Study Finds Combination Therapy Reduces Number of COPD Exacerbations

October 26, 2019
Alison Rodriguez
Alison Rodriguez

Patients with severe chronic obstructive pulmonary disorder (COPD) and chronic bronchial infection due to Pseudomonas aeruginosa may benefit from combination therapy with nebulized colistin and continuous cyclic azithromycin for reducing the number of COPD exacerbations.

Patients with severe chronic obstructive pulmonary disorder (COPD) and chronic bronchial infection due to Pseudomonas aeruginosa may benefit from combination therapy with nebulized colistin and continuous cyclic azithromycin for reducing the number of COPD exacerbations (ECOPD), according to recent research published by International Journal of Chronic Obstructive Pulmonary Disease.

The study utilized a retrospective cohort to assess patients with COPD and chronic bronchial infection due to P. aeruginosa, who were treated with nebulized colistin at the Respiratory Day Care Unit between 2005 and 2015. The researchers recorded the number of characteristics of ECOPD before and up to two years after the introduction of nebulized colistin treatment.

“In patients with severe chronic obstructive pulmonary disease (COPD), infectious exacerbations (ECOPD) are associated with poor prognosis. Some interventions in this disease aim to prevent exacerbations, in order to improve the course of COPD. Pseudomonas aeruginosa is responsible for 5—10% of COPD exacerbations,” the authors said. “Patients with severe and very severe COPD have a higher risk of suffering exacerbations due to this potentially pathogenic microorganism (PPM) than patients with mild or moderate COPD.”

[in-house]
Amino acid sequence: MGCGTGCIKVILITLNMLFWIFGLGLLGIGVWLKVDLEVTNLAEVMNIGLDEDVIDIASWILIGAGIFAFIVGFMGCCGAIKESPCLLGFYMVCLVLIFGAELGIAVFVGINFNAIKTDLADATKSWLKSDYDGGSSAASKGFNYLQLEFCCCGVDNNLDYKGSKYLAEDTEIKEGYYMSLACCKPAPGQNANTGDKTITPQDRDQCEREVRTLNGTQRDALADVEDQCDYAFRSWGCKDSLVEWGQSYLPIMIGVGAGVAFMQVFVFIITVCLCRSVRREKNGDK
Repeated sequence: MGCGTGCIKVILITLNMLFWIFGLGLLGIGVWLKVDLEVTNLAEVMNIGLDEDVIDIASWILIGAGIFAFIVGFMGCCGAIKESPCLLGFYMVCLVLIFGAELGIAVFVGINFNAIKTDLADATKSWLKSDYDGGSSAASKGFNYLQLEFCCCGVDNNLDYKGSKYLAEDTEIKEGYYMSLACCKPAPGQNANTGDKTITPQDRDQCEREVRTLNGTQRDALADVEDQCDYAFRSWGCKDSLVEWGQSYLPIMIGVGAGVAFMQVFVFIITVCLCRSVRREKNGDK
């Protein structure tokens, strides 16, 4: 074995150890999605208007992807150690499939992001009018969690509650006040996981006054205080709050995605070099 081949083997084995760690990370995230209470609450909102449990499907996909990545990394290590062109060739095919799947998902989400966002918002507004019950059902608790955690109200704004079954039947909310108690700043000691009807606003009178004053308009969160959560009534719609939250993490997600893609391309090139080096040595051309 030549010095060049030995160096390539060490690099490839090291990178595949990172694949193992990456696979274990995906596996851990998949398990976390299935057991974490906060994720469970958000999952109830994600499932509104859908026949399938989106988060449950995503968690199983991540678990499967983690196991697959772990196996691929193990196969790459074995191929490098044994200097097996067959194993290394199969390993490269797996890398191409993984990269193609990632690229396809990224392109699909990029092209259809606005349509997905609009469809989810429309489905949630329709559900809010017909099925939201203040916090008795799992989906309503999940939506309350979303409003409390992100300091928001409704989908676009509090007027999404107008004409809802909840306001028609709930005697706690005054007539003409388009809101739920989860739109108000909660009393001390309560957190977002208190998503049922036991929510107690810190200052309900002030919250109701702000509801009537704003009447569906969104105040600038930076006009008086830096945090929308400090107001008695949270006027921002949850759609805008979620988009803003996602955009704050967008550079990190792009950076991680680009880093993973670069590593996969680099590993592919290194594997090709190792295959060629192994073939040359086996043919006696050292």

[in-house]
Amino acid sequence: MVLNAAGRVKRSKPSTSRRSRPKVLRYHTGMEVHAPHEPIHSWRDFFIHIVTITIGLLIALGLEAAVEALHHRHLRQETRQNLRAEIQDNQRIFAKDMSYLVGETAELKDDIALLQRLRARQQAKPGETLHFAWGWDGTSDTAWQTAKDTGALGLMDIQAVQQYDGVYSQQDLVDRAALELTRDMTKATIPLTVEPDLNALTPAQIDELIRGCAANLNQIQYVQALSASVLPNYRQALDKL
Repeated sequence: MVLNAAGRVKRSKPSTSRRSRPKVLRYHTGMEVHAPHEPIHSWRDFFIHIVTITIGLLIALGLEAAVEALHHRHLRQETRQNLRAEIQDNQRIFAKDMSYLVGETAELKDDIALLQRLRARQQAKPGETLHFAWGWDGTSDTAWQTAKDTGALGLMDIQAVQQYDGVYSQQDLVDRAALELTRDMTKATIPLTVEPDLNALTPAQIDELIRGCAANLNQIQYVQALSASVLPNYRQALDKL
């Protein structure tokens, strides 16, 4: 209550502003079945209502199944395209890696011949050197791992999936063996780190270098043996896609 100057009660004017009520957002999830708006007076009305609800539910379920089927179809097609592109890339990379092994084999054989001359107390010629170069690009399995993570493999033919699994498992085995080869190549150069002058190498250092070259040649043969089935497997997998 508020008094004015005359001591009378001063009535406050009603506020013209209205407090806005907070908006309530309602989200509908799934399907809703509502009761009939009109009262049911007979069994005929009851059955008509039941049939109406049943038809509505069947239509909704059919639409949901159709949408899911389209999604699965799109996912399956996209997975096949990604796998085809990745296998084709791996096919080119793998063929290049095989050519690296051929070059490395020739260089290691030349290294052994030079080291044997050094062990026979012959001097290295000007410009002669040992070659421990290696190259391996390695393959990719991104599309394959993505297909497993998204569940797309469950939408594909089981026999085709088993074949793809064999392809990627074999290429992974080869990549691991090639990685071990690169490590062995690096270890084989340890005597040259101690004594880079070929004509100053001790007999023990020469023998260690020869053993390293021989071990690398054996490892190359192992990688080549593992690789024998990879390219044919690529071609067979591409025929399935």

In total, 32 patients who received nebulized colistin for at least 3 months were analyzed and every patient except one received combination therapy with continuous cyclic azithromycin, according to the results.

Overall, the researchers observed significant reduction in the number of ECOPD from baseline of 38.3% at two years of follow-up. There was also a clear decrease in P. aeruginosa ECOPD (from 59.5% to 24.6%) and P. aeruginosa eradiation rate of 28% over the two-year follow-up, according to the study.

“These studies should also help to establish the most appropriate treatments for severe COPD patients with chronic bronchial infection by P. aeruginosa, and the timings of their introduction — a particularly important issue, given that this situation is often difficult to handle in clinical practice,” explained the authors.

The researchers suggested that additional studies with prospective designs and larger cohorts are necessary to determine the role of each chronic antibiotic treatment.

Reference

Monton C, Prina E, Pomares X, et al. Nebulized colistin and continuous cyclic azithromycin In severe COPD patients with chronic bronchial infection due to pseudomonas aeruginosa: A Retrospective Cohort Study [published online October 17, 2019]. Int J Chron Obstruct Pulmon Dis. doi.org/10.2147/COPD.S209513